February is National Teen Dating Violence Awareness Month which is an issue that not only impact teens, but their families, teachers, friends, and communities. Together we can raise awareness about teen dating violence (TDV) and promote safe, healthy relationships. Understanding what TDV is and what it means for those who are involved is an important first step in prevention.
What is TDV?
Many teen relationships are characterized as unhealthy or violent contributing to 1.5 million who suffer from dating abuse by an intimate partner. Romantic relationships are happening in teens as young as 12 or 13. Dating violence can turn violent when teens do not understand how to communicate their feelings effectively, are suffering from depression or anxiety, are being peer pressured, or when drugs and alcohol are introduced.
- One in three teens are victims of TDV by physical, sexual, emotional or verbal abuse;
- One in ten high school students has been physically hurt by a boyfriend or girlfriend;
- Girls experience the highest rate of intimate partner violence;
- Violent behavior typically begins between the ages of 12 and 18; and
- In the U.S., 25% of high school girls have been abused physically or sexually.
Dating violence is a problem in the United States and research reveals that some violent behaviors stem from childhood and can linger into adult years. Teens who are in violence or abusive relationships are more likely to be in unhealthy or abusive relationships later in life. Many domestic abusers report having been sexually, physically, or emotionally abused as a child or teenager.
Research has also shown there is a connection between dating violence and homicide. Half of all female victims are killed by someone they know. This is true for teens and adults. Since victims underreport abuse, the number of teens affected by dating violence is much higher.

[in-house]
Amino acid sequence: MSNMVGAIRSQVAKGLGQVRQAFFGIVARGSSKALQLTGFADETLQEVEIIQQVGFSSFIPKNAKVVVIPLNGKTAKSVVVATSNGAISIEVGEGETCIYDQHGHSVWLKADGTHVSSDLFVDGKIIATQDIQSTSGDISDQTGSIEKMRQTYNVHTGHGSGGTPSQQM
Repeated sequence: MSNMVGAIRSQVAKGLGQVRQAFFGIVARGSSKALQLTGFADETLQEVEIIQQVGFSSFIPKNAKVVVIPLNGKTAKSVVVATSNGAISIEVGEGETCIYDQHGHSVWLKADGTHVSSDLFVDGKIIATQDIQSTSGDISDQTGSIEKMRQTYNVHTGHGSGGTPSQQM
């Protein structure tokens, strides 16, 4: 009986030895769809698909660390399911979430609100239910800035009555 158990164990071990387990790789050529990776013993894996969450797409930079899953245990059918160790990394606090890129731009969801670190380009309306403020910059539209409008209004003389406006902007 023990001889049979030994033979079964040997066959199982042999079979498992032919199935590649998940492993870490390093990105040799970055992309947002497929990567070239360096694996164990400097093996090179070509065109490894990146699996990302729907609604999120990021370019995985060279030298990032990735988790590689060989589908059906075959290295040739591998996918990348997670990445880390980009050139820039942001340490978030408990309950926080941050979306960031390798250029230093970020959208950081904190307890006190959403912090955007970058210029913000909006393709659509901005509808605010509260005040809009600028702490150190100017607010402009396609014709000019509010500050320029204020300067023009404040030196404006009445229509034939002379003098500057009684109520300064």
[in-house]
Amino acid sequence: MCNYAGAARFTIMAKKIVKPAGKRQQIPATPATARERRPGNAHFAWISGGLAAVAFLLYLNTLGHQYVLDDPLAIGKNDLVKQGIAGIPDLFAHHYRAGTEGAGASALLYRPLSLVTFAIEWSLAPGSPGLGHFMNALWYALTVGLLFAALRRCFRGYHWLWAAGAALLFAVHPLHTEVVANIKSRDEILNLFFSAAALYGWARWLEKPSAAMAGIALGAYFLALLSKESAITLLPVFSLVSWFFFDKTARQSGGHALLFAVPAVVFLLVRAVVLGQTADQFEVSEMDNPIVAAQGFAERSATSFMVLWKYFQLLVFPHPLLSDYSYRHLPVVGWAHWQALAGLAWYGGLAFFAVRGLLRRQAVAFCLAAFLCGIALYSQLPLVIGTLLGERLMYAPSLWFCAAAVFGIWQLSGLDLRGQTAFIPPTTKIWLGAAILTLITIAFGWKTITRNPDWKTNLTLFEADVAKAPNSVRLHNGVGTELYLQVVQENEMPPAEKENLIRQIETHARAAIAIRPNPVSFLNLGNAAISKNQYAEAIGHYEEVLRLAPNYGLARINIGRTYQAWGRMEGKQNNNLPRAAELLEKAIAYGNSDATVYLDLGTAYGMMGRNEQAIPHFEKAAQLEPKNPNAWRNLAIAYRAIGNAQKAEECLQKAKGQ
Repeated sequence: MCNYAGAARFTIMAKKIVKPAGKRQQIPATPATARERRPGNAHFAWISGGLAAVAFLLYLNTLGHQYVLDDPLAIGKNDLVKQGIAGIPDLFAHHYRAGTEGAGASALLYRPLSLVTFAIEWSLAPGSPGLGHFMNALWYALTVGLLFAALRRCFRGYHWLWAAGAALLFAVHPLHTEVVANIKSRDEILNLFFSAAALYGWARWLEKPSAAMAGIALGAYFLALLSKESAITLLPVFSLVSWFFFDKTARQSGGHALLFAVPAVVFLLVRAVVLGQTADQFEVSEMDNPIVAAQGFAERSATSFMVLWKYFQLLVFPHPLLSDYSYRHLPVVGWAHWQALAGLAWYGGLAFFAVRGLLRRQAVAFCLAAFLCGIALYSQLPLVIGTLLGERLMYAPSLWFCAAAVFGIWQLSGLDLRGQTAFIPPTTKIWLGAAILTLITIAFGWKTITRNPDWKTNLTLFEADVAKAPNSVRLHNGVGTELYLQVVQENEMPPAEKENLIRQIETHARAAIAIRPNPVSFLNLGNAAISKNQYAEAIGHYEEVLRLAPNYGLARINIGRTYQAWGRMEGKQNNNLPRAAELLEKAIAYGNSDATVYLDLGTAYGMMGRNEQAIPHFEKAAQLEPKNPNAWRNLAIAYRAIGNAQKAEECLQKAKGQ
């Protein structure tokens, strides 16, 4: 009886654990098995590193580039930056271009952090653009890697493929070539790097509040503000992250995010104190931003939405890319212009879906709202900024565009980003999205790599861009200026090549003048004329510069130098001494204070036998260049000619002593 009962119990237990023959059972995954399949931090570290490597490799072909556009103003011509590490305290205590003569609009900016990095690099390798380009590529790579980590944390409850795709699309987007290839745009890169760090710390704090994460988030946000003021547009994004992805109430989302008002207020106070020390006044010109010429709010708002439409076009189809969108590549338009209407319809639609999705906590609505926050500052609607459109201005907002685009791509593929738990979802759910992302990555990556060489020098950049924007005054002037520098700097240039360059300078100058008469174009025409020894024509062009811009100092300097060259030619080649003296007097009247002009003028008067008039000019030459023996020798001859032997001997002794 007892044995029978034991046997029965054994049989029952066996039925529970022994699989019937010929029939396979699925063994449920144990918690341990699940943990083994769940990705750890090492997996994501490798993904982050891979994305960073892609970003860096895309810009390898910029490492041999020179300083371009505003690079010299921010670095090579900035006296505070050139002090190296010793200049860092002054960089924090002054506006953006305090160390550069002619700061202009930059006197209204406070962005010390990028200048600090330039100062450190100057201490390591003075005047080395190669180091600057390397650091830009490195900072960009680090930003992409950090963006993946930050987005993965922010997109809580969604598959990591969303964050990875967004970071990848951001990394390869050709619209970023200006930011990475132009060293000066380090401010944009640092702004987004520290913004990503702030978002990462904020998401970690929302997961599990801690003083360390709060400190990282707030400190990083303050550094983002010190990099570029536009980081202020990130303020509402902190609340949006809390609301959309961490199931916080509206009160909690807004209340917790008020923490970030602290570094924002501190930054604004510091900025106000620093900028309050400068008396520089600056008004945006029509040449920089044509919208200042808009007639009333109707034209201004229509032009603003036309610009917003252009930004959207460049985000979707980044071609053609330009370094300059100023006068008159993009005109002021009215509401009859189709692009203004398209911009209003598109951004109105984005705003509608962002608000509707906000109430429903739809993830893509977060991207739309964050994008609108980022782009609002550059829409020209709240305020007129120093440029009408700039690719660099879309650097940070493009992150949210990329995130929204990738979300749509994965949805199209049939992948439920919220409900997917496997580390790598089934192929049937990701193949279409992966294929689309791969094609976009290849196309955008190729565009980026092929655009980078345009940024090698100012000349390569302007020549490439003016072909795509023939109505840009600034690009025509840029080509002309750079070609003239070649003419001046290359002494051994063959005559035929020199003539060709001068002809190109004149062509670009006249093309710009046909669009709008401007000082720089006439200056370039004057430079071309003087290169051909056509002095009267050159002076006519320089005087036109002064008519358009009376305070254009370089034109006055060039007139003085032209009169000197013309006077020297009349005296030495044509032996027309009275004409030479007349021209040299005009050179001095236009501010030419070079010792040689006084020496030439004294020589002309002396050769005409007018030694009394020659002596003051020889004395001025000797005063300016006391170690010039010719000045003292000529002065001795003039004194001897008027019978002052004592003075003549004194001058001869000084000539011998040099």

It is important to recognize TDV as a serious problem and should be addressed now to inhibit more violent behavior. Failing to recognize TDV as a serious issue puts young people in harm’s way. We need to educate teens and provide more resources about dating violence.
What can you do?
Unfortunately, TDV is a common occurrence, but everyone has the ability to join together for a national effort to raise awareness of teen dating violence. Teachers, counselors, parents, and friends of victims can recognize the signs and help the abused youth seek help.
If you have a child, talk to them about safe dating interactions. As a parent, you can also keep an eye on your child and the behavior as well as the behavior of the partner they are dating. It is important to encourage open and free communication. Many victims of TDV do not seek assistance or guidance because they feel embarrassed, afraid of their parents or fearful of their peers.
2020 TDV Theme
This year’s theme is #1Thing. By just learning or doing one thing, you can start the conversation about healthy relationships in your friend circles, schools, and communities. Every step towards ending dating violence is an important one!
If you want to be an advocate and spread awareness on social media, click here to access social media graphics. Also, don’t forget to wear orange on Tuesday, February 11, 2020 in honor of Teen Dating Violence Awareness Day!
Joining in raising awareness, victim advocate Brandi Lowery will be talking about Lone Star Legal Aid’s services through its Legal Assistance to Survivors of Sexual Assault and Victim of Crime Assistance on FM 90.1 KPFT Pacifica Radio‘s The People’s News on Friday, February 14, 2020, from 2-3 PM.
If you or a loved one are a victim of dating abuse and need assistance, you can visit the Texas Crime Victim Legal Assistance Network.
Lone Star Legal Aid is a 501(c)(3) nonprofit law firm focused on advocacy on behalf of low-income and underserved populations. Lone Star Legal Aid serves the millions of people at 125% of federal poverty guidelines that reside in 72 counties in the eastern and Gulf Coast regions of Texas, and 4 counties of southwest Arkansas. Lone Star Legal Aid focuses its resources on maintaining, enhancing, and protecting income and economic stability; preserving housing; improving outcomes for children; establishing and sustaining family safety and stability, health and well‐being; and assisting populations with special vulnerabilities, like those who have disabilities, or who are elderly, homeless, or have limited English language skills. To learn more about Lone Star Legal Aid, visit our website at www.lonestarlegal.org.
Media contact: Clarissa Ayala, firstname.lastname@example.org.